radiomike, on 18 January 2013 - 03:03 PM, said:
The Constitution, through negative liberties, is what allows pluralism to flourish. Pluralism will allow for competing interests and value systems to co-exist while prohibiting any one single value system to 'win-out'. A belief in abolishing the second amendment and banning guns for everyone is not pluralism in action, it is majority (mob) rule.
The Constitution provides for majority rule, which is a necessary component of any democratic system; what it protects against is majority tyranny. One group getting what it wants one time on one issue is not majority tyranny. Majority tyranny results when one factions always gets everything it wants without regard for the minority and where the minority has no power at all. This must take place across issues and across time, not at a single snapshot in time on a single issue. Why do you think it's so bloody hard to amend the Constitution? The process it requires, combined with the geographic, demographic, and political diversity in this country inherently prevents majority tyranny from happening. If a large enough majority, across a large enough number of interests is somehow assembled to abolish the Second Amendment, then almost by definition it is not tyrannical. The only way that's tyrannical is if that coalition agrees on a singular position on all issues and then proceeds to legislate and get 100% of what it wants on all issues. The Founders never intended for the majority to never get what it wants--they simply wanted to protect against a single majority getting all of what it wants all of the time.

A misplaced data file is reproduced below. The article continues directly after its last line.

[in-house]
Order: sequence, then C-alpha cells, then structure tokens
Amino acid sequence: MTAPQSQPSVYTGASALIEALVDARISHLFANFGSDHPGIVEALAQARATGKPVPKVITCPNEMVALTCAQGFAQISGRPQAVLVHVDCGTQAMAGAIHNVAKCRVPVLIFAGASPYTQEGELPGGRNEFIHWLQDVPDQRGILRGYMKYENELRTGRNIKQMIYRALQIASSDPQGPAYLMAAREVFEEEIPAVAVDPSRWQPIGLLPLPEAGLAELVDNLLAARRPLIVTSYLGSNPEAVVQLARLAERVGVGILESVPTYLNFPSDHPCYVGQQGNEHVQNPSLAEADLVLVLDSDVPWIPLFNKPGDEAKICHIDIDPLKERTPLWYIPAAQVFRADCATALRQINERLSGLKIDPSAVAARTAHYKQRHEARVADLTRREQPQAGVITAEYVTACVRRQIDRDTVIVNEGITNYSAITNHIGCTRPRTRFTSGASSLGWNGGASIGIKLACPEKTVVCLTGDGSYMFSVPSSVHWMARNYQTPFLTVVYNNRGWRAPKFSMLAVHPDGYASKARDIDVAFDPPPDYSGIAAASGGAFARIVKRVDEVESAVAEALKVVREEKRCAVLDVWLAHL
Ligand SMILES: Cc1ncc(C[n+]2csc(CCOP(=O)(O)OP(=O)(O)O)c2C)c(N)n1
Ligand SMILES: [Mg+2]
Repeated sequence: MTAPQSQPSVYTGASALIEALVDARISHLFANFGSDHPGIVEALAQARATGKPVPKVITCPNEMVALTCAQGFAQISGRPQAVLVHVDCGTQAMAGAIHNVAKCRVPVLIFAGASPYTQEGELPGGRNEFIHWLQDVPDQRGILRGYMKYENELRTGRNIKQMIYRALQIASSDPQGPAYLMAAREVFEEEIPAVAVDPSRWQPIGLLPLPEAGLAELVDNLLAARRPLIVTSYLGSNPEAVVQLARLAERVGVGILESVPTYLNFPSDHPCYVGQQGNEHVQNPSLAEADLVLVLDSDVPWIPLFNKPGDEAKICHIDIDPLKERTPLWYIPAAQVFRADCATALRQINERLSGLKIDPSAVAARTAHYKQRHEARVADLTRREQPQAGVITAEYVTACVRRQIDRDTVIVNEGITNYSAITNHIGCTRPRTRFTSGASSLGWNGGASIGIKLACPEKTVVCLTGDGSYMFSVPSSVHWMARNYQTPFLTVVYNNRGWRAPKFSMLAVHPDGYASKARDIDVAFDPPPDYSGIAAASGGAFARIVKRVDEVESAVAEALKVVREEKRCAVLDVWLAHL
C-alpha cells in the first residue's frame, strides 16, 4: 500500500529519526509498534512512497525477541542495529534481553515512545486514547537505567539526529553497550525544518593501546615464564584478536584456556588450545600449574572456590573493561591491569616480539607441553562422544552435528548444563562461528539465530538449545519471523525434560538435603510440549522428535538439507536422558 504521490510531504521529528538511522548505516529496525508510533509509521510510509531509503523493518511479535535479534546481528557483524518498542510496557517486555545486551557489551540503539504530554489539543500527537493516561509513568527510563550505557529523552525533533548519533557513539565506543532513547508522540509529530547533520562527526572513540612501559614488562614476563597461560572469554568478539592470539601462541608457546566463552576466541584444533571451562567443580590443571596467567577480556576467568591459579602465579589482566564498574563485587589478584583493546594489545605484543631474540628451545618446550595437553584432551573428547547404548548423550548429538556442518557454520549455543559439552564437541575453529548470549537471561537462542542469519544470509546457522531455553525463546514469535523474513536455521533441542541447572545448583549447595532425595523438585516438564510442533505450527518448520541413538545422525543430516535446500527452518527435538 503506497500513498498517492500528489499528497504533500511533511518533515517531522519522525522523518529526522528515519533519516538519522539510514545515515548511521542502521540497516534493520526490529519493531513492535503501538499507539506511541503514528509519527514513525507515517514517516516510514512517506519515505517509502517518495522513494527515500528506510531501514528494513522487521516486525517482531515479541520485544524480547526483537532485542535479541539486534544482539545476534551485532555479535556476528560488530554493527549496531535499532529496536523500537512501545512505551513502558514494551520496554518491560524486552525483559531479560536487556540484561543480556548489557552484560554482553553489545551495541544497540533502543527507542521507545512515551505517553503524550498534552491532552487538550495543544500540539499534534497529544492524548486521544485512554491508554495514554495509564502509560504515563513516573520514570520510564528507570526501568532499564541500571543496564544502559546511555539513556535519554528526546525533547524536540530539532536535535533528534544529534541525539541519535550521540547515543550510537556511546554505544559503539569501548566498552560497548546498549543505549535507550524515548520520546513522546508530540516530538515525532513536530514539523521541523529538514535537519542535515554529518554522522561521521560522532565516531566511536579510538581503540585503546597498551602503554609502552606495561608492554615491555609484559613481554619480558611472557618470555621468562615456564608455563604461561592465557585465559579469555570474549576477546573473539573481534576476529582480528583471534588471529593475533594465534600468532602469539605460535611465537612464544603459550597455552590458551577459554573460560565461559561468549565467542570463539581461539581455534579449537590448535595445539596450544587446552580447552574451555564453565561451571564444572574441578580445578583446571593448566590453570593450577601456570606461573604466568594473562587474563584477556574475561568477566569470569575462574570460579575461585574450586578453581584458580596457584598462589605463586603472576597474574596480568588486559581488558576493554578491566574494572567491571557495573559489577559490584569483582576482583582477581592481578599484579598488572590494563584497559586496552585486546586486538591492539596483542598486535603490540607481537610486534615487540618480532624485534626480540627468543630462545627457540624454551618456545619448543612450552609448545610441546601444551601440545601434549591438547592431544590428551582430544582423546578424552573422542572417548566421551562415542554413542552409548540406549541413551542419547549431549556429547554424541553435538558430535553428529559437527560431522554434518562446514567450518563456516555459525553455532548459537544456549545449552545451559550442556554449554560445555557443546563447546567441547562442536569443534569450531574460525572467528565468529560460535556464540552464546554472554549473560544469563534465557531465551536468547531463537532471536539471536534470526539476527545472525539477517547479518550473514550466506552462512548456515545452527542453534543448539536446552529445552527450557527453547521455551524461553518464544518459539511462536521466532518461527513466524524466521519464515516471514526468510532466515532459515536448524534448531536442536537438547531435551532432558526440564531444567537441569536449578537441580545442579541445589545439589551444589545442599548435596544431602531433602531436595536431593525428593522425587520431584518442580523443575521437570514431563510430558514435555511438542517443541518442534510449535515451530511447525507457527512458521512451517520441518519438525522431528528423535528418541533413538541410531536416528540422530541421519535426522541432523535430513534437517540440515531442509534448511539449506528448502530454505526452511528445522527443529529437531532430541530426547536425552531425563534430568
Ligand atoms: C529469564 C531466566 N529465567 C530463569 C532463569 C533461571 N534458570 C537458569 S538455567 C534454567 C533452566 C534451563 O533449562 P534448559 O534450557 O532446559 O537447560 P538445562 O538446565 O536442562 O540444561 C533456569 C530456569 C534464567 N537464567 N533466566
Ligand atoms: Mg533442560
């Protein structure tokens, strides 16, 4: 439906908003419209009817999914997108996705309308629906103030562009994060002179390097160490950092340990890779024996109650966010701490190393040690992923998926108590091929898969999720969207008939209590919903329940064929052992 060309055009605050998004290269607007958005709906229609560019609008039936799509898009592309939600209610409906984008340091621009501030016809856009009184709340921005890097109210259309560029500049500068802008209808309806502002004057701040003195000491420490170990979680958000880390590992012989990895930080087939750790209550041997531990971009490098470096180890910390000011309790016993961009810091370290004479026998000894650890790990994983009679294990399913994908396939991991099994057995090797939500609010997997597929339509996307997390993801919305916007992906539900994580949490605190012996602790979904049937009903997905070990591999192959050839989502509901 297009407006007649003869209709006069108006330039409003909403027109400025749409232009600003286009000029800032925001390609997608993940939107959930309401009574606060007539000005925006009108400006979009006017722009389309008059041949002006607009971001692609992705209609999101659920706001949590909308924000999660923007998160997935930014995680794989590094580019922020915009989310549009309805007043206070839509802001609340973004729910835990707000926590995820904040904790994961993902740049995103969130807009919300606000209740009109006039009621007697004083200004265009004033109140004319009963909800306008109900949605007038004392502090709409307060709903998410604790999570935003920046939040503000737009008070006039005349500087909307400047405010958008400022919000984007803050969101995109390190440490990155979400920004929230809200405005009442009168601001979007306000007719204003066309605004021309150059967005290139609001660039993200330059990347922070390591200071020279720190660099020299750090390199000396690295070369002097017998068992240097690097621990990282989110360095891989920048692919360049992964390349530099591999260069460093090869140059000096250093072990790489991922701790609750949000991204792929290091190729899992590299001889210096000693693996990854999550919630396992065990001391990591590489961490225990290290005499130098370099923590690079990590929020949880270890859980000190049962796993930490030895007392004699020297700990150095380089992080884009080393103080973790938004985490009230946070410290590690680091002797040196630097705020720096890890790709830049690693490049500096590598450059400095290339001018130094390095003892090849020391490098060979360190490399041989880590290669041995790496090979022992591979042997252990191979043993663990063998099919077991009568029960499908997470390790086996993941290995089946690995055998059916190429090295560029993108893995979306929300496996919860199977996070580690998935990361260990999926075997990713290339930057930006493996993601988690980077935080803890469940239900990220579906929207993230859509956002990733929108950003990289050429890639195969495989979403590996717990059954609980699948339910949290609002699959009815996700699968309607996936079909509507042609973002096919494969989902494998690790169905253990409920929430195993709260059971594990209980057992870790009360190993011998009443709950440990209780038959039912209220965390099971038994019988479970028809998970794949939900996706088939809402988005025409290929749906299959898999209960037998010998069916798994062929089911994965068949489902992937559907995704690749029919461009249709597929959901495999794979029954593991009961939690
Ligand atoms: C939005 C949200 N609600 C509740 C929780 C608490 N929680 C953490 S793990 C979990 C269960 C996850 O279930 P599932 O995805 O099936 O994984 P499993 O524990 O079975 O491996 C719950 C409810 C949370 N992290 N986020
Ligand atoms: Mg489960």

You're conflating a normative judgment about a democratic outcome with the process by which that outcome is produced. You dislike a hypothetical outcome, but that doesn't make the process tyrannical, or mob rule, or undemocratic. Sure somebody can make the argument that the Second Amendment is necessary to ensure the continuance of democracy (to which I would vehemently disagree), but it does not logically follow that if the Second Amendment is abolished that the abolition itself is undemocratic.
Lastly, even if we were to assume your argument is correct, it leaves you with quite the logical conundrum: if the Second Amendment being repealed/abolished through the Constitutionally-provided for amendment process is mob rule or majority tyranny, then the Second Amendment itself was the result of mob rule or majority tyranny and is no less valid than its abolition.